Lenhard defends the commission. "This sense that the agency is at the beck and call of politicians—it really wasn't borne out by the experiences I had there," he says. "I think that there is no doubt that the good government groups want a more aggressive, prosecutorial agency. But what [they're] missing often is that there is a very deep philosophical divide on how active a role the federal government should play in policing elections."

And that divide isn't just among politicians, he argues. "My sense is that if the agency were to be dramatically more effective and were to intervene in elections, and get court orders to get candidates to take ads off the air, to raid offices and conduct audits in the midst of elections, and were to play a prosecutorial role that is more similar to traditional law enforcement, that people would be very uncomfortable with the federal government being that aggressive."

Lenhard also points out that the commission operates with relatively scarce resources. "The thing people need to understand about this agency is that this is among the smallest federal agencies. It has 375 employees and about a $60 million a year budget to regulate a $4 billion industry, for lack of a better term," he says. "The federal government spends more money at the Department of Labor regulating union elections than is spent at the FEC regulating all federal elections."

So what happens going forward? "We don't know, to be honest," says Davis of Common Cause. "We and the other groups continue to hold the position that Hans von Spakovsky is an exceptionally bad nominee for the agency. At the same time, campaign finance is a key issue for us, and we're concerned that the FEC is not functioning. It doesn't function at a level we'd like it to anyway, but to be out of commission in a presidential election year is outrageous." In essence, he says, the nation could be headed into an election year with effectively no oversight of campaign fundraising or spending.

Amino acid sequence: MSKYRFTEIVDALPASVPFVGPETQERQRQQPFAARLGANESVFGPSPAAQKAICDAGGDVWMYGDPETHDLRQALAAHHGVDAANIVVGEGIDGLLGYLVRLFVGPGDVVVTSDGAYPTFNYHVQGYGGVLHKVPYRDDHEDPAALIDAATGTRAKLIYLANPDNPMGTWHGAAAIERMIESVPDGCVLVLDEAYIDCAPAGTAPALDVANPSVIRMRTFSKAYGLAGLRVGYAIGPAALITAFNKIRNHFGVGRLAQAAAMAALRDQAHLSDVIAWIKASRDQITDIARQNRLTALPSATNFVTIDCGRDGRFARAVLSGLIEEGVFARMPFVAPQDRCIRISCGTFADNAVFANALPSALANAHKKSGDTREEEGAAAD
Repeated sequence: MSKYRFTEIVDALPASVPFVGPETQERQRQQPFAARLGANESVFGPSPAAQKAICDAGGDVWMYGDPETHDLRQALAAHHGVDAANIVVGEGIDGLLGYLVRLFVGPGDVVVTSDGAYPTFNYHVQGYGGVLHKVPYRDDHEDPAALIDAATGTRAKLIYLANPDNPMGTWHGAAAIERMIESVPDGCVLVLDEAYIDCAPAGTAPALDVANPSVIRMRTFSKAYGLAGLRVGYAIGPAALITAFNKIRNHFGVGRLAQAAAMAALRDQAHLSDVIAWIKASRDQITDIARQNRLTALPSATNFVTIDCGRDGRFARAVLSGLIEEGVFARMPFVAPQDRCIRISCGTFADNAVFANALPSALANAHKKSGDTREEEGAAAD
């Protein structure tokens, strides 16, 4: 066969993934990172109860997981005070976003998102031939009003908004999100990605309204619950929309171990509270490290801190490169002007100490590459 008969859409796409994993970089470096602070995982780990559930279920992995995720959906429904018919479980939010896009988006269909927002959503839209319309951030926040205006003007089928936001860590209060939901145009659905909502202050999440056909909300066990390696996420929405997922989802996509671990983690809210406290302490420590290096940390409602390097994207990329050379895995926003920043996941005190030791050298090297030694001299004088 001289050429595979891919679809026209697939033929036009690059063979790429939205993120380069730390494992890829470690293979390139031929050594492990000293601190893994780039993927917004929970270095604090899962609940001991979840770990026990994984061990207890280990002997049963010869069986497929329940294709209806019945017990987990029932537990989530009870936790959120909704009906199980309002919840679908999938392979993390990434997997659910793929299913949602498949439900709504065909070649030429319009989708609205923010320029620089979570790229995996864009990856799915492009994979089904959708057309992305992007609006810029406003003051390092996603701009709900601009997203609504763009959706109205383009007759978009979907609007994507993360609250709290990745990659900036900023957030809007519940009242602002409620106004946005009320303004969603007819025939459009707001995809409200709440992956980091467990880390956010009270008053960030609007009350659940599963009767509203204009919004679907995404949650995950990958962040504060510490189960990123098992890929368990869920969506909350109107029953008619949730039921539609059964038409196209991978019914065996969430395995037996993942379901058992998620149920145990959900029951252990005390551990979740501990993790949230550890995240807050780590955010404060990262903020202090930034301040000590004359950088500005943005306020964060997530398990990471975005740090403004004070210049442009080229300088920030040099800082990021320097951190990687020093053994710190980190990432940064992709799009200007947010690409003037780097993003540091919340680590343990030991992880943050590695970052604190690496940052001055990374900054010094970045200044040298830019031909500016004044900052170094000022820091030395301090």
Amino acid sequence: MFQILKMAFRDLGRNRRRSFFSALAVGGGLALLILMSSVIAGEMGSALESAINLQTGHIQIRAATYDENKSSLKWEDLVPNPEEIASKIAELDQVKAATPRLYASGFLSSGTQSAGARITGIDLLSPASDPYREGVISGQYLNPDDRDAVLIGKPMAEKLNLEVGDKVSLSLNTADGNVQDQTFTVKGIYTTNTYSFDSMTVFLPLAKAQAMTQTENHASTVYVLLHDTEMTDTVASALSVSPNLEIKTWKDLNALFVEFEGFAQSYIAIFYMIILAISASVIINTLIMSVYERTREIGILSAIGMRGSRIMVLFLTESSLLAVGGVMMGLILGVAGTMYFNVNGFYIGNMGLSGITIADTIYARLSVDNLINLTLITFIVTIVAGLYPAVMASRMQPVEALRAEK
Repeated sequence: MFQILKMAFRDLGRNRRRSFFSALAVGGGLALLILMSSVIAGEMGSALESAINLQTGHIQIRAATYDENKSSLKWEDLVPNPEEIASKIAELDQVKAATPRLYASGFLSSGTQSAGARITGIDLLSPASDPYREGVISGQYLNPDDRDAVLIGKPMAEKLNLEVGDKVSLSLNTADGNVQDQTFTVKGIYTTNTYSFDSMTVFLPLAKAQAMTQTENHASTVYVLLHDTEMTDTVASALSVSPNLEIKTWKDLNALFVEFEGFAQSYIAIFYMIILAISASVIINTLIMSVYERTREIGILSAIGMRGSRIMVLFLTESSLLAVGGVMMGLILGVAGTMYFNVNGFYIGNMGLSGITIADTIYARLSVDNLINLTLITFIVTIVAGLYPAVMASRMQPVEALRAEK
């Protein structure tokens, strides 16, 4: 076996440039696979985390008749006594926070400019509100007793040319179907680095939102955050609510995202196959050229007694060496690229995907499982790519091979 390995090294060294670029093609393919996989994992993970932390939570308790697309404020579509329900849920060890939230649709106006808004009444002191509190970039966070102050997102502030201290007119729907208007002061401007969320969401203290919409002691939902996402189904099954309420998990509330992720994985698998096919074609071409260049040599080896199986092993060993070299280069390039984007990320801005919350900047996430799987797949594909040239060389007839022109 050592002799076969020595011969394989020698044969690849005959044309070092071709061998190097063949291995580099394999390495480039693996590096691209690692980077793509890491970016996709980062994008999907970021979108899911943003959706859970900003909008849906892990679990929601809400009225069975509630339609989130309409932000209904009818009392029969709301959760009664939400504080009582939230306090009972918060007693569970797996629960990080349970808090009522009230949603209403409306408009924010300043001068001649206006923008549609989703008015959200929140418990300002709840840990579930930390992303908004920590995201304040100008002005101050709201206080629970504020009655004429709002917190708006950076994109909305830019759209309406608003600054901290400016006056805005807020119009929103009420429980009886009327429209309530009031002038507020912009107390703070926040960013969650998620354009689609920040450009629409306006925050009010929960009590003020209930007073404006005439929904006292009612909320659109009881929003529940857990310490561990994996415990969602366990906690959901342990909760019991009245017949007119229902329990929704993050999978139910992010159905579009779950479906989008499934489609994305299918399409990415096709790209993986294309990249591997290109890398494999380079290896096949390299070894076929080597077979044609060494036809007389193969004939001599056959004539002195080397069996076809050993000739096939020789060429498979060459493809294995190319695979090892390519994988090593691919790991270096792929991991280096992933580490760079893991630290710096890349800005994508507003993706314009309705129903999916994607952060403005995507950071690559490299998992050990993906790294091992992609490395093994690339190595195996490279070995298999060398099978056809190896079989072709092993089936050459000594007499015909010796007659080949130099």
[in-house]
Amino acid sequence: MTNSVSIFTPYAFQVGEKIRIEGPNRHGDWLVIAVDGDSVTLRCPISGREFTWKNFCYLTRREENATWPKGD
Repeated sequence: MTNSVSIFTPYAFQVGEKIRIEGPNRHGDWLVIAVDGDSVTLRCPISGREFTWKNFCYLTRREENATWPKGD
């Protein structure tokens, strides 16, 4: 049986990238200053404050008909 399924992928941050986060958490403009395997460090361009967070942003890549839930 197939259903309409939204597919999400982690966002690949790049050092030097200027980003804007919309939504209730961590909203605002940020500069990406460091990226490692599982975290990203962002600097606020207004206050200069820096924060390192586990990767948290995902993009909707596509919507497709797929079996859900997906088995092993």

As it stands, there are a number of pressing matters currently on hold, pending an FEC quorum. First, candidates who applied for matching funds in the primary election are unable to get the money they were promised, which they would traditionally use to pay off debts. Those funds are usually distributed around the end of March, when the tax funds that supply the public financing program begin rolling in. For money to be distributed, it requires the votes of four commissioners. There is also the outstanding question of lobbyist bundling rules. "When lobbyists bundle contributions to candidates or [political action committees], the recipients have to disclose who the lobbyist was that bundled them, over a certain amount of money," says FEC spokesman Bob Biersack. "The technical rules for the mechanics of that process—who is defined as a lobbyist, how the disclosure works—are pending before the commission and can't be approved finally until there are at least four members." So lobbyists who double as major fundraisers can continue to work in the shadows.